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November 26, 2020

Many Pennsylvanians not cooperating with COVID-19 contact tracers

More than 34,000 people tested positive for coronavirus last week – only a quarter answered case investigator's calls

COVID-19 Contact Tracing
COVID-19_modeling_study.original.jpg BASTIAAN SLABBERS/PhillyVoice

As COVID-19 cases rise across the state, Pennsylvania residents have been difficult to reach for contact tracing that helps limit the spread of the virus.

Too many COVID-19 positive Pennsylvanians are refusing to cooperate with case investigators doing contact tracing or quarantine themselves, making it difficult to contain the virus, according to a health official.

Of the more than 34,000 people who tested positive for Coronavirus over the past week, only a quarter of them answered case investigator's calls, Michael Huff, the state's director of case investigations and contact tracing, told the Pittsburgh Post Gazette.

"Why? Because people don't want to answer the phone," he said to the PPG. "And because people do not realize how important it is to give the information we need to make certain we can control the disease."

Cases across the country are spreading fast. The New York Times reported 178,242 new positive cases on Nov. 25 across the United States — up 38% from the past two weeks. On Wednesday, 2,292 COVID-19 related deaths were reported in the United States, making it the highest single-day COVID-19 death rate since June, 

The Centers for Disease Control and Prevention released new protocols for investigators earlier this week to reach people who test positive and isolate close contacts to limit the spread of the virus.

"Prompt isolation of people diagnosed with COVID-19, and identification and quarantine of close contacts, can effectively interrupt disease transmission and reduce spread of SARS CoV-2," according to the CDC. "When implemented quickly, contact tracing, along with other community mitigation efforts work together to reduce transmission."

The CDC recommends cases that tested positive within the past 6 days should be prioritized for contact tracing in order to reach close contacts sooner — focusing on household contacts and those living or working in dense, high transmission populations.

"People testing positive for or diagnosed with COVID-19 (cases) within the past 6 days should be given the highest priority for a case investigation interview," according to the CDC. "This makes it more likely that their contacts will be reached within this 6-day time period."

Health officials should move to investigate positive cases diagnosed within the last 14 days after those high priority cases, the CDC said. If more than 14 days has passed, no contact tracing should be pursued, barring any "unique circumstances."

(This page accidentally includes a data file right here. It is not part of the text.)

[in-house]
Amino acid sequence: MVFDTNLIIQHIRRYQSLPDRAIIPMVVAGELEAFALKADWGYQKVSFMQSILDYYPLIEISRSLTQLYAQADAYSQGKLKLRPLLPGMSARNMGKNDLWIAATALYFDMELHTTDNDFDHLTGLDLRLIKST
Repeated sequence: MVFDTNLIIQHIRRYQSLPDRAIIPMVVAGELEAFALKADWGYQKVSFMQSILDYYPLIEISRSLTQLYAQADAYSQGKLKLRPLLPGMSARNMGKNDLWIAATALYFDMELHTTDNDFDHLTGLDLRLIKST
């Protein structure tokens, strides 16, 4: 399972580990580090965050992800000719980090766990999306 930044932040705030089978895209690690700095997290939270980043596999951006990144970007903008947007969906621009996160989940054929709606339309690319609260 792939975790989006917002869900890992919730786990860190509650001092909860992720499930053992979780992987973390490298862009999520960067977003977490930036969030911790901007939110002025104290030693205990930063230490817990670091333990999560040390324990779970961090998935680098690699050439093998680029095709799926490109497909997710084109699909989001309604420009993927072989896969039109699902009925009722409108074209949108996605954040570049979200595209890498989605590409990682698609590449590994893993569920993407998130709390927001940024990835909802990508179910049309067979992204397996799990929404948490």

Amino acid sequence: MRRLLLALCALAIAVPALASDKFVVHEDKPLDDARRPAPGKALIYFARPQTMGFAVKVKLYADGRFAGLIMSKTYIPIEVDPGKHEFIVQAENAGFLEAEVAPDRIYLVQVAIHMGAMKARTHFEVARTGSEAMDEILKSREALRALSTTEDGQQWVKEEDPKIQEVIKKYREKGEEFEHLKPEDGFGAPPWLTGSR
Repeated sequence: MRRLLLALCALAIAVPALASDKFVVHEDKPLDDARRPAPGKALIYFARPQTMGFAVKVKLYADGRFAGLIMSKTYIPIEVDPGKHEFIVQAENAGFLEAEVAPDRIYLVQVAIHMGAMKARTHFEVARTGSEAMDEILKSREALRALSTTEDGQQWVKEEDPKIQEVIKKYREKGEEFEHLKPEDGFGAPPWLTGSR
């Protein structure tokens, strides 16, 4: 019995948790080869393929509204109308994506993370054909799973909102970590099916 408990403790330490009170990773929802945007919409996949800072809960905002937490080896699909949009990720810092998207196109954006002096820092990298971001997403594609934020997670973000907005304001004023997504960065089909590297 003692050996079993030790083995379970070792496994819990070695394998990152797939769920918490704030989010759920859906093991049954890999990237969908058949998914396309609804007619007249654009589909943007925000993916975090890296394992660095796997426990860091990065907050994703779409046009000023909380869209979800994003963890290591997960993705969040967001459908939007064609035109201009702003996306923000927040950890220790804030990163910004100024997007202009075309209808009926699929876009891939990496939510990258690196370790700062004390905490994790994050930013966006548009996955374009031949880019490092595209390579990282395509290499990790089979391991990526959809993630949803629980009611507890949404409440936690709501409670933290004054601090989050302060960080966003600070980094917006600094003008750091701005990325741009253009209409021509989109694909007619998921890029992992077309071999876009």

Huff said many of those talked to didn't truly understand the severity of COVID-19, or even how it could be spread, until those conversations. He said many people didn't understand that visiting a family member when sick could transmit the virus to them.

A smaller number, around 96, of the 8,300 who answered these calls refused to quarantine, Huff said.

"This is a challenge," Huff said to PPG. "A challenge to all states across the country."

In Pennsylvania, 6,956 cases were reported Nov. 25, with a 7-day average of 6,587 cases, according to The New York Times.

Allegheny County announced that for the first time, a child with an unidentified, underlying medical condition in the county died from COVID-19 last week. Globally, child COVID-19 deaths have been rare. 

In Philadelphia, cases averaged to 765 cases per day for the week ending Nov. 21, down from the 888 average daily cases per day from the week before. Though cases are down, Health Commissioner Dr. Thomas Farley said cases are still very high.

"There is some leveling trend here," Farley said. "The leveling trend could just be a pause before we see another increase. It could be the beginning of a reversal. There's no way of telling right now, but even so, the number of daily cases we're seeing is still extremely high. We're seeing the consequences of that."

Health officials urged residents to limit their holiday plans to limit the spread of the virus through the state. Gov. Tom Wolf and Secretary of Health Dr. Rachel Levine announced stronger restrictions Monday, including a ban of alcohol sales at bars and restaurants on Thanksgiving Eve, and a stronger mask mandate.

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